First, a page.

Changing Your Mental Fortitude, Starting with Marshmallows

Is this region of the brain directly responsible for performance?

By Richard Restak, MD, The George Washington University School of Medicine and Health Sciences
Edited by Kate Findley and proofread by Angela Shoemaker, Wondrium Daily

What does a famous experiment involving marshmallows and four-year-olds teach us about the power of delayed gratification? Dr. Restak connects these findings to the effectiveness of deliberate practice and the genetics versus hard work debate when it comes to success.

Boy looking at marshmallow on desk
A famous study of the marshmallow test involved four-year-olds and their ability to forego immediate gratification in order to receive a greater delayed reward. Photo By Josie Garner / Shutterstock

Automatic and Controlled Processing

Deliberate practice is the type of focused, intentional practice that separates professionals from amateurs. To understand how deliberate practice works, you need to know the difference between automatic and controlled processing. 

Controlled processing is when we take each piece of a process and give the proper attention to it, spending time to get it right. For example, when learning tennis, you focus on your grip, your forehand, your backhand, and so on. 

Eventually, through enough repetition, we get to the point that the process becomes automatic. In deliberate practice, controlled processing takes precedence over automatic processing. 

Later, the process will become more automatic—for the most part. For example, a surgeon can perform the steps of a surgery automatically, as these processes have become ingrained through years of practice, but if something unexpected occurs during the surgery, he must switch back to controlled processing.

The Marshmallow Test

Choosing controlled over automatic processing confers performance benefits. There’s a famous study called the marshmallow test by Walter Mischel. 

The study was done with four-year-olds sitting in a waiting room with their mothers. They were told that a professor was going to come in, take them into the back room, and ask them a few questions. 

A stern but friendly man in a white coat took the children into the back room and gave them a choice. They could either eat a marshmallow immediately, or they could wait 15 minutes and then receive a second marshmallow as a reward for waiting. If they chose the first option, they wouldn’t get the second marshmallow.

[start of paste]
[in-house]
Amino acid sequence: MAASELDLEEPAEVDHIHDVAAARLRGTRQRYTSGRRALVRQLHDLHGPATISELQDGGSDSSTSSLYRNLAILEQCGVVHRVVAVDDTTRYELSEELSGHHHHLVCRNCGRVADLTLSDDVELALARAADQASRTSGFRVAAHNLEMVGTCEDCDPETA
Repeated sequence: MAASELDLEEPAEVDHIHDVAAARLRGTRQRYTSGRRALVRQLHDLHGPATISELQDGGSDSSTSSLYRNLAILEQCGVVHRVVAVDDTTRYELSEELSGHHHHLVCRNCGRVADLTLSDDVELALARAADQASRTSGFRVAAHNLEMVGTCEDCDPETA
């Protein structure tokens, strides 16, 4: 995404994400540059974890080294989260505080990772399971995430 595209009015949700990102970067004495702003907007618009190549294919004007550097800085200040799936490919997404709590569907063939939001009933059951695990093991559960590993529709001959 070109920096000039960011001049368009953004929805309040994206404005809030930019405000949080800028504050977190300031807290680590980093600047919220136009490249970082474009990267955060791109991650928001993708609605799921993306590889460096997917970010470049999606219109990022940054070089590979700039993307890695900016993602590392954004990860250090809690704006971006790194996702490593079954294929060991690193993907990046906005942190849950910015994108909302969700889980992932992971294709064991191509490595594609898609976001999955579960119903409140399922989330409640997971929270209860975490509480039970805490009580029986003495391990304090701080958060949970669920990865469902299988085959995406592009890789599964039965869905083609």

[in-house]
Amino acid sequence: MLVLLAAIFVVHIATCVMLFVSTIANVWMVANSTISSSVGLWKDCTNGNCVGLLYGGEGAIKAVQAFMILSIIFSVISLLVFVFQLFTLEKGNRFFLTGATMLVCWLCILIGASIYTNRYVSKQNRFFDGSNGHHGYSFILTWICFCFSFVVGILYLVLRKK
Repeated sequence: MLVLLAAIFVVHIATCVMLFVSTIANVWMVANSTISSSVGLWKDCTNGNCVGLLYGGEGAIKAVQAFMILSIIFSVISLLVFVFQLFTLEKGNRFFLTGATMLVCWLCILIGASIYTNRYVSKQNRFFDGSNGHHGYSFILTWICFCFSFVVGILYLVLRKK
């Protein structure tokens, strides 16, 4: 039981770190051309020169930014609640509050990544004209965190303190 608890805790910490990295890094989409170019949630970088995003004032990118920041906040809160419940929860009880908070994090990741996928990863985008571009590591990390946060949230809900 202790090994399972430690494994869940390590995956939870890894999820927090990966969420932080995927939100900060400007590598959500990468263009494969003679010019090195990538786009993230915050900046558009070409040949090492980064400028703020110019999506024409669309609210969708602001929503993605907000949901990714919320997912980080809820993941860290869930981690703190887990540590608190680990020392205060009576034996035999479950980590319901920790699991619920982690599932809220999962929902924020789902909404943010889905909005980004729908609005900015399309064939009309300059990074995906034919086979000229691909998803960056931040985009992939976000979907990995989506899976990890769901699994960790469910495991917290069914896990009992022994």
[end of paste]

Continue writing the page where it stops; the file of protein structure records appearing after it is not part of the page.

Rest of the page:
The average wait until the first marshmallow became irresistible was three minutes. However, 30% held out for 15 minutes and got the second marshmallow. 

As adolescents, this group scored 200 points higher on the SAT. As adults, they had more education; higher socioeconomic status; and were less likely to smoke, drink, or use drugs. 

The marshmallow test measured the ability of preschool children to forego immediate gratification in the interest of later receiving a greater delayed reward. This ability relates to the frontal lobes, which are responsible for motivation, executive control, and future memory (anticipating the future based on the past). 

Though the frontal lobes are still developing into adulthood, 30% of four-year-olds were nevertheless able to wait 15 minutes. Although no studies have explored the connection, Dr. Restak suspects that the children who held out the longest would be more likely to engage in deliberate practice, which is also governed by the frontal lobes. 

In foreseeing consequences, and preferring more later to less now, the children were drawing upon their frontal lobes. If there is a genetic component to top performance, perhaps it concerns the power of the frontal lobes and the influence of the controlled-deliberate system. 

Genetics Versus Deliberate Practice

Dr. Restak believes that one’s success in applying the mental discipline needed to acquire expertise in a particular field is a combination of genetics and deliberate practice. Regardless of your genetic disposition, the longer you persist, the better the results. This relates to K. Anders Ericsson’s 10-year rule, which states that you generally need 10 years of deliberate practice to acquire mastery in a field. 

One possible exception is Mozart, who demonstrated musical expertise at the age of 10. However, there’s much dispute about when he actually became acquainted with music. 

It could have been close to two years of age, which would mean it took him eight years to acquire mastery—pretty close to the 10-year rule. In any case, there has only been one Mozart. Deliberate practice and hard work is the best course of action for most people.

Overall, research is confirming that exceptional performers are not necessarily endowed with superior brains. Rather, the brain—thanks to its plasticity—can be modified by deliberate practice. 

That approach will enable you to achieve high levels of performance in your area of interest. However, you must be willing to put in the effort required to achieve mastery.

This article was edited by Kate Findley, Writer for Wondrium Daily, and proofread by Angela Shoemaker, Proofreader and Copy Editor for Wondrium Daily.
Dr. Richard Restak is Clinical Professor of Neurology at The George Washington University School of Medicine and Health Sciences. He earned his MD from Georgetown University School of Medicine. Professor Restak also maintains an active private practice in neurology and neuropsychiatry in Washington, D.C.